Thursday, June 21, 2012

Easy Season

This week my CSA box included:
crustless broccoli quiche
Crustless broccoli quiche

  • Broccoli (three heads)
  • Red Onions
  • Cucumbers (two large)
  • Carrots
  • Peas

That list is a little more streamlined than the original box, which included lettuce, mixed greens, and spinach but that were left behind in the swap box.

This is an easy box. I don’t need recipes for these veggies because they are pretty “normal” and ones I like. Although having a CSA share can be a fun way to try new recipes and eat vegetables that you don’t eat very often, sometimes it’s nice to keep it simple. This box is perfect for this time of year when I’d rather be at the pool than in the kitchen.

cucumber salad
Cucumber salad
Without any need for research, I got right in the kitchen Tuesday night when I picked up the box. Before long the first head of broccoli was added to a crustless broccoli quiche. It was an easy recipe that did involve the oven, but not much planning or forethought. I also ate about half of the carrots as a snack with some hummus while I made the quiche.

Last night I still had leftover quiche, but needed a little something extra to go with it. I sliced one of the cucumbers very thin, did the same with one of the red onions, added some vinegar, water and a little sugar and I had salad to eat as a side.

stuffed vegetable bread
Stuffed vegetable bread
Tonight I was feeling like junk food. Namely, a delivered pizza, but instead the veggies came through again. I decided to return, in a way, to the stuffed spinach bread of last week, with a baked stuffed sub. To do so, I sautéed some broccoli, plus some mushrooms and spinach I had on hand and added it to some jarred spaghetti sauce. I hollowed out some French bread and stuffed the vegetable the mixture with some mozzarella inside. I wrapped it up in foil, baked it and in about 15 minutes I had a somewhat healthier way to conquer my pizza craving.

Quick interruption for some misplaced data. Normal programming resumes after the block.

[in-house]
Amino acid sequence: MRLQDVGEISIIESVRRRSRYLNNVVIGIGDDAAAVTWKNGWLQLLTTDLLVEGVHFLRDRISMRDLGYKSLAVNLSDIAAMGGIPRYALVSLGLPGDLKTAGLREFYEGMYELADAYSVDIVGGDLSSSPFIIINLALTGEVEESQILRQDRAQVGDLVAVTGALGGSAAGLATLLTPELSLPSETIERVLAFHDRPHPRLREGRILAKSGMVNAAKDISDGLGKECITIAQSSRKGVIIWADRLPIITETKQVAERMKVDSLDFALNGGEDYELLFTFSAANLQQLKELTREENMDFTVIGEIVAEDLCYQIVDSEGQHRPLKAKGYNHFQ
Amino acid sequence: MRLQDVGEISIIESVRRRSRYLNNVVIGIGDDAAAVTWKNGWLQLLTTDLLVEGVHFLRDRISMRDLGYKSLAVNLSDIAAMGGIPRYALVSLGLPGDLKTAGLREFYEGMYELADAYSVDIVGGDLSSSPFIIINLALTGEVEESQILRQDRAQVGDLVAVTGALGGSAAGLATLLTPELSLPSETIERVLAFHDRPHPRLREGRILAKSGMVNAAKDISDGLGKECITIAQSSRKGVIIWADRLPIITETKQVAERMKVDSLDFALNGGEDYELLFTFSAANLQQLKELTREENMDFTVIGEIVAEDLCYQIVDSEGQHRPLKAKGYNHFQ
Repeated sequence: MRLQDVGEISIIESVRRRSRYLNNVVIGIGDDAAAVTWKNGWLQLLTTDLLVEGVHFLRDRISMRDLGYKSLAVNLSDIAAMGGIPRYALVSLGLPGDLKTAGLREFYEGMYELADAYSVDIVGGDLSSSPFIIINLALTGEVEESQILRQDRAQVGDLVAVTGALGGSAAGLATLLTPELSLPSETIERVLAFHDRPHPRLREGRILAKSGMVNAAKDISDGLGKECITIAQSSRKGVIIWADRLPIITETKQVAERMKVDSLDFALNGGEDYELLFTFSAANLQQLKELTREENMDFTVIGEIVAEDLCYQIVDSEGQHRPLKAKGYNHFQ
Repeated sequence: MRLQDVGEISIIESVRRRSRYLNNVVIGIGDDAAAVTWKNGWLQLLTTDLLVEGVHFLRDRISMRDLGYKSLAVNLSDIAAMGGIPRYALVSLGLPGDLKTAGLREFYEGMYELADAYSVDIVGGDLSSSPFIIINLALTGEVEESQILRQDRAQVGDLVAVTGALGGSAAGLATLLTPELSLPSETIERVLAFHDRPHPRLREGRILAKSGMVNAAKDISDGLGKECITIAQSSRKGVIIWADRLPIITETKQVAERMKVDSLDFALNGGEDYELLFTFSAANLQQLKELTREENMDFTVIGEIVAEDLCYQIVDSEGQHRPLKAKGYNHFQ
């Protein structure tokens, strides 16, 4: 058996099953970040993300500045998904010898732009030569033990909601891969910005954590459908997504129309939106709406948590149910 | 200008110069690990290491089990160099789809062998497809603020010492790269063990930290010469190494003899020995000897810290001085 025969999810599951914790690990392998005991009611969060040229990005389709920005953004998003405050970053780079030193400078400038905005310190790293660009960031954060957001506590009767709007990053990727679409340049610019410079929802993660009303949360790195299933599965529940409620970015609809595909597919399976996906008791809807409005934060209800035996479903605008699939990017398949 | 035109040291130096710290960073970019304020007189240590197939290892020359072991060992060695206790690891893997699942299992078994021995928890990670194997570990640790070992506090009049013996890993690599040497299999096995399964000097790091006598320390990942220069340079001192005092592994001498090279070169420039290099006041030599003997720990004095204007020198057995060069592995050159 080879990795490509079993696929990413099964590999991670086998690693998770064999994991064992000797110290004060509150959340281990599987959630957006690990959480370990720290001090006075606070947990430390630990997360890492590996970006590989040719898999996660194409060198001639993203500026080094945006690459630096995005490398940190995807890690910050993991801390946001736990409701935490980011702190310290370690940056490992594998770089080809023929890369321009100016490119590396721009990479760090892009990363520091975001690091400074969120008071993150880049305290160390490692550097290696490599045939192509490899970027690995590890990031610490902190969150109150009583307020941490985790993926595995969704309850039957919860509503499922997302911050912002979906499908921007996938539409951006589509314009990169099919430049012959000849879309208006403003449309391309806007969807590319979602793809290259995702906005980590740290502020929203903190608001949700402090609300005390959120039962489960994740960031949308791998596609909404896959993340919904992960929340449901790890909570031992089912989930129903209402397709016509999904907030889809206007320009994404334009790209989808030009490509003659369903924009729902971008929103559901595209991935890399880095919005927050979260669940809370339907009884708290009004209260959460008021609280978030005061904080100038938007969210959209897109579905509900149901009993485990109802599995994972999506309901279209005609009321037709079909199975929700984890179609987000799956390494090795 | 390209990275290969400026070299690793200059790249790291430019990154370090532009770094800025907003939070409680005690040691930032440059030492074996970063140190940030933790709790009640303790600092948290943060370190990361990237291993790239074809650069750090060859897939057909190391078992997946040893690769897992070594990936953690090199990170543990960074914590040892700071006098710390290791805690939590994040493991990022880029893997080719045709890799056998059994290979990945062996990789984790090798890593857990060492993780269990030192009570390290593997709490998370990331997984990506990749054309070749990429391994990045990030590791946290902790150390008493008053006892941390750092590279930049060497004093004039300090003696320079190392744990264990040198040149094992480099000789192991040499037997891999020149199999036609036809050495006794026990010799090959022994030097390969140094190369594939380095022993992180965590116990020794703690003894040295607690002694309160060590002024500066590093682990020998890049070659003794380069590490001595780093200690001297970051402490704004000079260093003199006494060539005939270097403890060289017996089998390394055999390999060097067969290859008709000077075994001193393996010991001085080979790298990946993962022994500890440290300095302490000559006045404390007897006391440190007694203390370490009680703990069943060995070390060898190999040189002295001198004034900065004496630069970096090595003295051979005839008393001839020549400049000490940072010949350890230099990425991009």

It’s hard to say what has been my favorite dish this season so far, but the baked sandwich was right up there. It’s a good reminder that good food doesn’t always have to take a ton of effort.

Friday, June 15, 2012

Stretching Ingredients and My Creativity

beet feta and walnut quesadillas
Beet, feta and walnut quesadillas
Right now I’m reading, Why the Chinese Don’t Count Calories, by Lorraine Clissold. It summarizes Chinese food culture into 15 secrets. The secrets help the Chinese eat in a healthy way and still enjoy their food. Secret 2 is Think of Vegetables as Dishes. She says the Chinese give vegetables the same attention as meat. Instead of a dinner of meat with a small side of vegetables, the meal is mostly vegetables and many different kinds at that.

Secret Number 4: Eat Until You’re Full is accomplished through something called multi-dish eating. Instead of eating a few things in great quantities, they eat a lot of different things in small quantities. Instead of a plate with chicken, vegetables and a potato, Chinese diners sit down to many different plates of different types of vegetable dishes that they all share and end up taking small bites of a lot of different things.